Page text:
Speaking of who is using the G3 Guidelines of the Global Reporting Initiative (GRI), CRD Analytics recently published its list of the Global 1000 Sustainable Performance Leaders and incorporated the G3 Guidelines into its analysis. See who made the top ten and the method behind the ranking.
According to the SocialFunds.com press release, Merck is ranked first among the 1,000 sustainable performance leader companies, up from fourth in 2008. The article also pointed out that Merck achieved their highest ESG ranking the year in which it acquired Schering-Plough, the merger of which resulted in the layoff of 16,000 workers, while Fred Hassan, the CEO of Schering-Plough at the time, earned nearly $50 million. Ouch! Does this call into question the ranking criteria? I would like to hear your thoughts.
The methodology behind the rankings is a force-rank by total Sustainable Performance Value (SPV) calculated as the average of four performance dimensions: financial, environmental, social and governance among companies who meet the following criteria: a company must be publicly traded on a major global exchange; have a minimum market capitalization of $1 billion USD as of December 31st, 2009; and have produced a publicly available sustainability or corporate responsibility (CSR) report with full year environmental, social, governance (ESG) data for their 2008 calendar year before October 31st, 2009.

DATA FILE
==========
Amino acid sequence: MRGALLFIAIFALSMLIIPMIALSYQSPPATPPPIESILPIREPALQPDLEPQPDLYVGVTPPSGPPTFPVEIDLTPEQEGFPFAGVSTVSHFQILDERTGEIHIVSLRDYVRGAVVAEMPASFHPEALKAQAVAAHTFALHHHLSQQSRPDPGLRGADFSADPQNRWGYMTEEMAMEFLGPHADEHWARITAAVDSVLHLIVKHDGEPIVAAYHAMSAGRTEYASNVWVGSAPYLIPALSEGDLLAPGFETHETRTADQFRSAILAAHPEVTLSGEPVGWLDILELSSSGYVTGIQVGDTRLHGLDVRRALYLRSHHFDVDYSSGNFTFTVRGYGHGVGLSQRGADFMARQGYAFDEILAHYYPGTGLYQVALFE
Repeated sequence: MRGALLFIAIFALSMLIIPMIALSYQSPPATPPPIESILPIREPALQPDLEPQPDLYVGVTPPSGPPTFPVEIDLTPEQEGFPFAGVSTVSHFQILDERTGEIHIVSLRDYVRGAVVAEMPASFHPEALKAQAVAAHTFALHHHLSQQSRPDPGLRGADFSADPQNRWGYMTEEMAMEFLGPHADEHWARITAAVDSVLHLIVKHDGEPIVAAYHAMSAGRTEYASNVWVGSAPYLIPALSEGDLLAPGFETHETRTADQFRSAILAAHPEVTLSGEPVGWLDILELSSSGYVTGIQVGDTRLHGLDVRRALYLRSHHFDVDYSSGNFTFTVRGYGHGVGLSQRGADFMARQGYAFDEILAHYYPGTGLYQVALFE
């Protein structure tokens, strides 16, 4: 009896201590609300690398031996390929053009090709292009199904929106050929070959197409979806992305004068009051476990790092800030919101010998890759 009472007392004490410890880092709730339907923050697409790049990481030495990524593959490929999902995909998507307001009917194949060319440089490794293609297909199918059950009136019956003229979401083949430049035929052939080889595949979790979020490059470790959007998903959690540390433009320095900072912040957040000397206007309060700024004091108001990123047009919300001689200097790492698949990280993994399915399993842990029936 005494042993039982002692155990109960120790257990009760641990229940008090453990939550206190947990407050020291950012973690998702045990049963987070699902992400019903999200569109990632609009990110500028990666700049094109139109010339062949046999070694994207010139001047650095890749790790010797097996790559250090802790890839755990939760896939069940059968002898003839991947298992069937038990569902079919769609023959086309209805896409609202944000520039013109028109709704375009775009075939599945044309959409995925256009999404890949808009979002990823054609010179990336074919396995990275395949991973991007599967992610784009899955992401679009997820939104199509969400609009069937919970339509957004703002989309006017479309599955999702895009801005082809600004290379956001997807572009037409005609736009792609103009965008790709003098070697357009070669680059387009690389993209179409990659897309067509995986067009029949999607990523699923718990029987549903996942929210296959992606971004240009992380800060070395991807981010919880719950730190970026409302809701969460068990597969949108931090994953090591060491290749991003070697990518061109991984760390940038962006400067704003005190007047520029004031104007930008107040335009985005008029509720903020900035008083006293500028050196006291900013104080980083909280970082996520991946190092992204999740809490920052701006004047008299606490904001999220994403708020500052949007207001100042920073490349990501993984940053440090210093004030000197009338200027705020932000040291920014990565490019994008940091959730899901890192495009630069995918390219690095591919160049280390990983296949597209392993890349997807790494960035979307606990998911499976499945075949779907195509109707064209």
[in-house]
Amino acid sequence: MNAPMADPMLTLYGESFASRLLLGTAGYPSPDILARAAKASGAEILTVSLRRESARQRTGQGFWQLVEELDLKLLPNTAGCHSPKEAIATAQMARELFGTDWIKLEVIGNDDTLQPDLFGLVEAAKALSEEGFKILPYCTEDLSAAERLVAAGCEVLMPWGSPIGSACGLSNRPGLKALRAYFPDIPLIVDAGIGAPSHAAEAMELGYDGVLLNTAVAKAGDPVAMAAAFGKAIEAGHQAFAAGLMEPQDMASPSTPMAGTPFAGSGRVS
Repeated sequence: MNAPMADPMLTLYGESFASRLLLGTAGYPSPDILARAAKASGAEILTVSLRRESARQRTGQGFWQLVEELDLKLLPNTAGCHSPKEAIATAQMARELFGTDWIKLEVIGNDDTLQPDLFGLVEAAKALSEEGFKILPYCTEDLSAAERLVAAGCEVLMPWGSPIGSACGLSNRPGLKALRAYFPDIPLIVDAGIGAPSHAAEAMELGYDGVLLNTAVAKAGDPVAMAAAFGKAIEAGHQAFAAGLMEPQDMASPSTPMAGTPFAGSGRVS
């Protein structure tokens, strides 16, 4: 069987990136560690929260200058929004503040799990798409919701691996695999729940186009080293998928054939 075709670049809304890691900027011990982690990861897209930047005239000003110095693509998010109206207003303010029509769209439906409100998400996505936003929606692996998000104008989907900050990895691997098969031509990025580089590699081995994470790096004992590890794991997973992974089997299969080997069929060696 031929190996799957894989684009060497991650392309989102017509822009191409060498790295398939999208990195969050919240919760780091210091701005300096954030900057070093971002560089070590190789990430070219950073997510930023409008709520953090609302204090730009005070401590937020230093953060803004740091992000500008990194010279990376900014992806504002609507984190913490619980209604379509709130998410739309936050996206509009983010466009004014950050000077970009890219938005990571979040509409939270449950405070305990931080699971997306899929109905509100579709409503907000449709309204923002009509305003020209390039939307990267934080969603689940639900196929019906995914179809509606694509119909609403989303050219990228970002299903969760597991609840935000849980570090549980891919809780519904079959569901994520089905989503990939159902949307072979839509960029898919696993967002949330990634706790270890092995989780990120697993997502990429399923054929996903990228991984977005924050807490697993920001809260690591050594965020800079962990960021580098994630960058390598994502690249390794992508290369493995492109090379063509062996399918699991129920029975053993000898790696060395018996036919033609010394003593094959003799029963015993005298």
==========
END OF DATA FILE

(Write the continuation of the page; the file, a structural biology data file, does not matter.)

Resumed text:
The top ten results are: